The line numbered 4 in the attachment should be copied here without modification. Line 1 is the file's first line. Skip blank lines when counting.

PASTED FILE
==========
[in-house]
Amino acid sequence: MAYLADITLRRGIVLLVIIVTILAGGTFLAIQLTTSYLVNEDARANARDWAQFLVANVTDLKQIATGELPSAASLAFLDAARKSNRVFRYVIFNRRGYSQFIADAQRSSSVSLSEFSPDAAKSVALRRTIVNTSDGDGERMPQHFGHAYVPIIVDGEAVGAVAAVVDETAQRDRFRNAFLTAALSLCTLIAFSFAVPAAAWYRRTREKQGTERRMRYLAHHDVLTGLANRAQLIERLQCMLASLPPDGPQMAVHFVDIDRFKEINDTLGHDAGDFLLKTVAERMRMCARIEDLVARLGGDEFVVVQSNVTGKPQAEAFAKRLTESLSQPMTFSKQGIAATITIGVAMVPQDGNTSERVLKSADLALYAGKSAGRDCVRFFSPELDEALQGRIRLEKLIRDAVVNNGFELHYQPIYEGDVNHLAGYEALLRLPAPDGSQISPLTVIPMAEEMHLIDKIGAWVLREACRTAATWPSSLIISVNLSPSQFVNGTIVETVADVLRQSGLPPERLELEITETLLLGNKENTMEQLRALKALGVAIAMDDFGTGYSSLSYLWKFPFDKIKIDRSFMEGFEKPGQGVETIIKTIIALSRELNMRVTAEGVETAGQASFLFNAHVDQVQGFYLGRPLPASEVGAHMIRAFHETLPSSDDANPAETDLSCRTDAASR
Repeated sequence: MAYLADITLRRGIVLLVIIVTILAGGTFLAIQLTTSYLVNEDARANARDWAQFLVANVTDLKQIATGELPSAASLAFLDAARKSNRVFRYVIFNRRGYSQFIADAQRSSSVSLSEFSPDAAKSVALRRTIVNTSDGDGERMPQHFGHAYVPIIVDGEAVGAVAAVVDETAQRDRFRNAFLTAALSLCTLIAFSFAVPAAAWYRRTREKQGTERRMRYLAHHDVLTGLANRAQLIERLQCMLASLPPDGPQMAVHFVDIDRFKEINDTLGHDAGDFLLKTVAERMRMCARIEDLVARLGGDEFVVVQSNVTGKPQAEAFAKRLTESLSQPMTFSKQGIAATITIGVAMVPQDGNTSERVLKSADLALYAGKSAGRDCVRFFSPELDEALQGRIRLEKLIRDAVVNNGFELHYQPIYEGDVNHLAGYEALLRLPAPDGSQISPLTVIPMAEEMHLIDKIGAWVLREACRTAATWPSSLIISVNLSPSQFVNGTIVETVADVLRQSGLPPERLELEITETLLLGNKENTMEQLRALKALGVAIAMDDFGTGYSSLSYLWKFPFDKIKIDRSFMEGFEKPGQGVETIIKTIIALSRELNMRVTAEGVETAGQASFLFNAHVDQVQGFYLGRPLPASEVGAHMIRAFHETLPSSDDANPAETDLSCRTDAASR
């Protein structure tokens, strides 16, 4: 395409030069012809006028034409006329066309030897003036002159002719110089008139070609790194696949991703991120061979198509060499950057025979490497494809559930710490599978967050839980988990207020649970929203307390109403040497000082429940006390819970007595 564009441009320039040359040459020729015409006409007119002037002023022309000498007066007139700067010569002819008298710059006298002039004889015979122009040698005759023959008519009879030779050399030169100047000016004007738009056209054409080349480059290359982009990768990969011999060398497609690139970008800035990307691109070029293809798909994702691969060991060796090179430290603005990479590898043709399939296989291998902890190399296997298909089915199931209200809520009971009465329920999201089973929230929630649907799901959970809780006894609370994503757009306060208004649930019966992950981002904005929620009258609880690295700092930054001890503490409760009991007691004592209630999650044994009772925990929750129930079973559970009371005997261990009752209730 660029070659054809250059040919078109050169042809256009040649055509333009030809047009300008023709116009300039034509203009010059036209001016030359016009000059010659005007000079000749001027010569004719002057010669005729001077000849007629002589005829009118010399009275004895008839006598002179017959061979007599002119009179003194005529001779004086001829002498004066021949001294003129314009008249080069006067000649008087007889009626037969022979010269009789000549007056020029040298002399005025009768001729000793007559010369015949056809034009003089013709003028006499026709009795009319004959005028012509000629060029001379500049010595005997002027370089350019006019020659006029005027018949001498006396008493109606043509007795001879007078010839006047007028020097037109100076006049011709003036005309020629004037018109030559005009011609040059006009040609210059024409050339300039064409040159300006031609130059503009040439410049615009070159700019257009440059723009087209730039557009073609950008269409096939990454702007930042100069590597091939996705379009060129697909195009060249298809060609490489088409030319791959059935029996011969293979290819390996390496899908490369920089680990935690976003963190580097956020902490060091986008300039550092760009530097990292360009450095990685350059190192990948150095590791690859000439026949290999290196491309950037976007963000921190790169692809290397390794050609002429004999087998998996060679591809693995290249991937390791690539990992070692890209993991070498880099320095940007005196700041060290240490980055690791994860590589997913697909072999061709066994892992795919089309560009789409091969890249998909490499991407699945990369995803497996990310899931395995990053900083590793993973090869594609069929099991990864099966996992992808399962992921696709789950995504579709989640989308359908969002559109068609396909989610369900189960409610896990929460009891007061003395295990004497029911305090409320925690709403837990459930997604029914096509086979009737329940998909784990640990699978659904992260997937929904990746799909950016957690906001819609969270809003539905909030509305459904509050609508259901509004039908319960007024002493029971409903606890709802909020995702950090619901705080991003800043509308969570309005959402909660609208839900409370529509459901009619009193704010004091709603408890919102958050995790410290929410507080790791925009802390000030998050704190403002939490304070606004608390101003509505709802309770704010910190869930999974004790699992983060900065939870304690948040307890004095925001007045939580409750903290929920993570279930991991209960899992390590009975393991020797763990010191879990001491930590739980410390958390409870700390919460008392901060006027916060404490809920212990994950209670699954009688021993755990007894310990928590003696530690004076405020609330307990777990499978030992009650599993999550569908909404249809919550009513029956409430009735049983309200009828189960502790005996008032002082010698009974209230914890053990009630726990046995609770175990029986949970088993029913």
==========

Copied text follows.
């Protein structure tokens, strides 16, 4: 395409030069012809006028034409006329066309030897003036002159002719110089008139070609790194696949991703991120061979198509060499950057025979490497494809559930710490599978967050839980988990207020649970929203307390109403040497000082429940006390819970007595 564009441009320039040359040459020729015409006409007119002037002023022309000498007066007139700067010569002819008298710059006298002039004889015979122009040698005759023959008519009879030779050399030169100047000016004007738009056209054409080349480059290359982009990768990969011999060398497609690139970008800035990307691109070029293809798909994702691969060991060796090179430290603005990479590898043709399939296989291998902890190399296997298909089915199931209200809520009971009465329920999201089973929230929630649907799901959970809780006894609370994503757009306060208004649930019966992950981002904005929620009258609880690295700092930054001890503490409760009991007691004592209630999650044994009772925990929750129930079973559970009371005997261990009752209730 660029070659054809250059040919078109050169042809256009040649055509333009030809047009300008023709116009300039034509203009010059036209001016030359016009000059010659005007000079000749001027010569004719002057010669005729001077000849007629002589005829009118010399009275004895008839006598002179017959061979007599002119009179003194005529001779004086001829002498004066021949001294003129314009008249080069006067000649008087007889009626037969022979010269009789000549007056020029040298002399005025009768001729000793007559010369015949056809034009003089013709003028006499026709009795009319004959005028012509000629060029001379500049010595005997002027370089350019006019020659006029005027018949001498006396008493109606043509007795001879007078010839006047007028020097037109100076006049011709003036005309020629004037018109030559005009011609040059006009040609210059024409050339300039064409040159300006031609130059503009040439410049615009070159700019257009440059723009087209730039557009073609950008269409096939990454702007930042100069590597091939996705379009060129697909195009060249298809060609490489088409030319791959059935029996011969293979290819390996390496899908490369920089680990935690976003963190580097956020902490060091986008300039550092760009530097990292360009450095990685350059190192990948150095590791690859000439026949290999290196491309950037976007963000921190790169692809290397390794050609002429004999087998998996060679591809693995290249991937390791690539990992070692890209993991070498880099320095940007005196700041060290240490980055690791994860590589997913697909072999061709066994892992795919089309560009789409091969890249998909490499991407699945990369995803497996990310899931395995990053900083590793993973090869594609069929099991990864099966996992992808399962992921696709789950995504579709989640989308359908969002559109068609396909989610369900189960409610896990929460009891007061003395295990004497029911305090409320925690709403837990459930997604029914096509086979009737329940998909784990640990699978659904992260997937929904990746799909950016957690906001819609969270809003539905909030509305459904509050609508259901509004039908319960007024002493029971409903606890709802909020995702950090619901705080991003800043509308969570309005959402909660609208839900409370529509459901009619009193704010004091709603408890919102958050995790410290929410507080790791925009802390000030998050704190403002939490304070606004608390101003509505709802309770704010910190869930999974004790699992983060900065939870304690948040307890004095925001007045939580409750903290929920993570279930991991209960899992390590009975393991020797763990010191879990001491930590739980410390958390409870700390919460008392901060006027916060404490809920212990994950209670699954009688021993755990007894310990928590003696530690004076405020609330307990777990499978030992009650599993999550569908909404249809919550009513029956409430009735049983309200009828189960502790005996008032002082010698009974209230914890053990009630726990046995609770175990029986949970088993029913």